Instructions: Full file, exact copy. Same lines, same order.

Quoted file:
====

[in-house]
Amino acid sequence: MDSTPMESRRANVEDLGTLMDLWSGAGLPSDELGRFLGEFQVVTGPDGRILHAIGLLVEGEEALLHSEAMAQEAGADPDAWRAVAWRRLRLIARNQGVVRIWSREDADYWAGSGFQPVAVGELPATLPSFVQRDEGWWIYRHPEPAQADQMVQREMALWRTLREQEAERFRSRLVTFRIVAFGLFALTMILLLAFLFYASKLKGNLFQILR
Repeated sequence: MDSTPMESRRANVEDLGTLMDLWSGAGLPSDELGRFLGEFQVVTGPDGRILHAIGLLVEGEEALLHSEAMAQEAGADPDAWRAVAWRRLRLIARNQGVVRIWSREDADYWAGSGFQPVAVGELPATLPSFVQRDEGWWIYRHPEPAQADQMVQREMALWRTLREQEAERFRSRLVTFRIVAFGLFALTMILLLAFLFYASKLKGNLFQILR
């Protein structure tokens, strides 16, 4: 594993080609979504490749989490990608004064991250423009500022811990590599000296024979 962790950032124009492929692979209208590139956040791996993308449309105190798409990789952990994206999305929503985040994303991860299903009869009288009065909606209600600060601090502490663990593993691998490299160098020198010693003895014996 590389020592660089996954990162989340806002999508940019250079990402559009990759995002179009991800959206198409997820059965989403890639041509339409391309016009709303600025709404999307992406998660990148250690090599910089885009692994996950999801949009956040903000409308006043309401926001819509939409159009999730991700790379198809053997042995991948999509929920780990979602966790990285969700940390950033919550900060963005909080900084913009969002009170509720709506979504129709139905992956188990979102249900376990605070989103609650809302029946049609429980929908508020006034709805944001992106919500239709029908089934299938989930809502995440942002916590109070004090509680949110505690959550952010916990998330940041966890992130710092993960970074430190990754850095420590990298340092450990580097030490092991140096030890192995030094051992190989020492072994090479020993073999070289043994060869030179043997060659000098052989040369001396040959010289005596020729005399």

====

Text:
[in-house]
Amino acid sequence: MDSTPMESRRANVEDLGTLMDLWSGAGLPSDELGRFLGEFQVVTGPDGRILHAIGLLVEGEEALLHSEAMAQEAGADPDAWRAVAWRRLRLIARNQGVVRIWSREDADYWAGSGFQPVAVGELPATLPSFVQRDEGWWIYRHPEPAQADQMVQREMALWRTLREQEAERFRSRLVTFRIVAFGLFALTMILLLAFLFYASKLKGNLFQILR
Repeated sequence: MDSTPMESRRANVEDLGTLMDLWSGAGLPSDELGRFLGEFQVVTGPDGRILHAIGLLVEGEEALLHSEAMAQEAGADPDAWRAVAWRRLRLIARNQGVVRIWSREDADYWAGSGFQPVAVGELPATLPSFVQRDEGWWIYRHPEPAQADQMVQREMALWRTLREQEAERFRSRLVTFRIVAFGLFALTMILLLAFLFYASKLKGNLFQILR
């Protein structure tokens, strides 16, 4: 594993080609979504490749989490990608004064991250423009500022811990590599000296024979 962790950032124009492929692979209208590139956040791996993308449309105190798409990789952990994206999305929503985040994303991860299903009869009288009065909606209600600060601090502490663990593993691998490299160098020198010693003895014996 590389020592660089996954990162989340806002999508940019250079990402559009990759995002179009991800959206198409997820059965989403890639041509339409391309016009709303600025709404999307992406998660990148250690090599910089885009692994996950999801949009956040903000409308006043309401926001819509939409159009999730991700790379198809053997042995991948999509929920780990979602966790990285969700940390950033919550900060963005909080900084913009969002009170509720709506979504129709139905992956188990979102249900376990605070989103609650809302029946049609429980929908508020006034709805944001992106919500239709029908089934299938989930809502995440942002916590109070004090509680949110505690959550952010916990998330940041966890992130710092993960970074430190990754850095420590990298340092450990580097030490092991140096030890192995030094051992190989020492072994090479020993073999070289043994060869030179043997060659000098052989040369001396040959010289005596020729005399």